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Biden admin's botched financial aid rollout under investigation by watchdog

The Biden administration's botched roll out of the new financial aid application system for students and their families has resulted in colleges pushing back admissions deadlines.

The Biden administration's rollout of a new system for college students and their families to access federal financial aid has prompted a government watchdog to open two new investigations into the botched overhaul.

A bipartisan omnibus spending bill enacted in December 2020 included legislation aimed at reforming and streamlining the process for submitting the Free Application for Federal Student Aid (FAFSA) ahead of the 2024-25 award year. Incoming and current students as well as their families must complete the FAFSA if they want to receive federal financial aid at institutions of higher education in the next academic year.

Despite that lead time, the Department of Education's implementation of the new FAFSA process has been beset by delays that have prevented the agency's Office of Federal Student Aid (FSA) from processing FAFSA applications on time.

With students and their families in the dark about their potential financial aid award, delays have had the knock-on effect of causing colleges and university systems to delay their priority admissions deadlines.


In years past, FAFSA applications for the following year would open to students and families in October with institutions typically processing those applications in January to give students time ahead of institutions' enrollment deadlines in May to evaluate their situation and make the best decision for them based on the financial aid package offered to them earlier in the spring.

Delays from the agency's overhaul process prevented FAFSA applications from opening until January, at which time the application was temporarily shut down. When it reopened, the application form used incorrect inflation tables that had to be changed because the outdated data was understating the amount of financial aid students were eligible for — an issue that's delaying applications from being sent to colleges.

"This is going to limit students' ability to comparison shop between institutions," Wil Del Pilar, senior vice president at Education Trust, told FOX Business in an interview. "If you get one offer of financial aid from this institution and not this other one, I think that it's going to be hugely detrimental to people trying to figure out what's the best affordable option for me when considering higher education."


Del Pilar explained that because of the delays, colleges aren't expected to begin receiving FAFSA information for applicants or admitted students until March 15 at best, which will likely delay financial aid offers into the following month. That's caused individual institutions as well as university systems in states like California and Pennsylvania and others to push back priority admission deadlines. Students in states that award financial aid on a first-come, first-serve basis may miss out on state aid they're eligible for because of the FAFSA delays.

"There are states for example like Illinois where their financial aid is offered on a first-come, first-serve basis. Those students who were delayed in completing the FAFSA or have had challenges completing the FAFSA may lose out on state aid as a result of some of the missteps by the Department," Del Pilar said.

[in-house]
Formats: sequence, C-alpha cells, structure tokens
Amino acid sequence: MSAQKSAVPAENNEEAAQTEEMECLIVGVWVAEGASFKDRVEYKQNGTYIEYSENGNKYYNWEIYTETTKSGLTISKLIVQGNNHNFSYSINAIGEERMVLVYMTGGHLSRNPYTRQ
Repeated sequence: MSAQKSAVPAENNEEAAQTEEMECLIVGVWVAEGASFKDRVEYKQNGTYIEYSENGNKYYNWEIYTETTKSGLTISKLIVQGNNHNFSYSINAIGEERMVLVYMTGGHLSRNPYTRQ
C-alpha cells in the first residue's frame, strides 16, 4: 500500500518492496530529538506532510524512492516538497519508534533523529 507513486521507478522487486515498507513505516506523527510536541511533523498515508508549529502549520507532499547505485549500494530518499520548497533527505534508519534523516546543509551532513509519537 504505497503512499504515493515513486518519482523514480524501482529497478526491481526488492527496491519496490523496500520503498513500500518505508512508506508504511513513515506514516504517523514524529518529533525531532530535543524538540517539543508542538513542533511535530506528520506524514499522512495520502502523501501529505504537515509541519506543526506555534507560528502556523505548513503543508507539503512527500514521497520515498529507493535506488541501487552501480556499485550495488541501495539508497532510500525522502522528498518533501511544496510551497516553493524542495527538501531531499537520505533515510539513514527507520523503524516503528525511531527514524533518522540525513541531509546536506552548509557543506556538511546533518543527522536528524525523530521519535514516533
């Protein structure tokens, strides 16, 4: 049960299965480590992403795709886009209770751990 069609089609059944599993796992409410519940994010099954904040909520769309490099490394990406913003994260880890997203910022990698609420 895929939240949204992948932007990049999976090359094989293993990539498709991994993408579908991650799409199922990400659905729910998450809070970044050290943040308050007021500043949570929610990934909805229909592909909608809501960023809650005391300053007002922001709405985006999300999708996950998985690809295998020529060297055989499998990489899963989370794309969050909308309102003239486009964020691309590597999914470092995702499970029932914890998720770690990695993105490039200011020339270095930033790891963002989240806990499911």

"At this pace, students and families would be lucky if they get an aid offer in April, and I would say that some students probably won't get it until after that date. And so that's why we see some states and institutions pushing back some of their priority deadlines because students and families are not going to have the information they need to make a decision," he added.


Del Pilar also noted that there remains a glitch in the system that the Education Department is trying to fix that affects students from households with one parent who is a U.S. citizen and another who is not. Students in that cohort have been unable to complete the FAFSA because the bug doesn't allow them to proceed through the application process.

The Government Accountability Office (GAO), a nonpartisan federal watchdog agency, has opened two new investigations into the Education Department's handling of the process — one looking at the information technology (IT) and technical side of the FAFSA reforms, while the other will examine the agency's general planning and execution of the project.

In a report to Congress published in June 2023, the GAO noted "critical gaps in developing a life cycle cost estimate that can inform the project's budget leads to questions about the project's affordability and the amount of requested resources."


"Further, the lack of documented assumptions and rationales for constraints reduces the reliability of the schedule and limits its ability to serve as a project management tool," the GAO report added. "Until FSA develops a life cycle cost estimate, updates the budget based on this estimate, and documents AED schedule assumptions and constraints, successful implementation of a modernized system is at risk of cost increases and schedule delays."

The Department of Education did not immediately respond to a request for comment.

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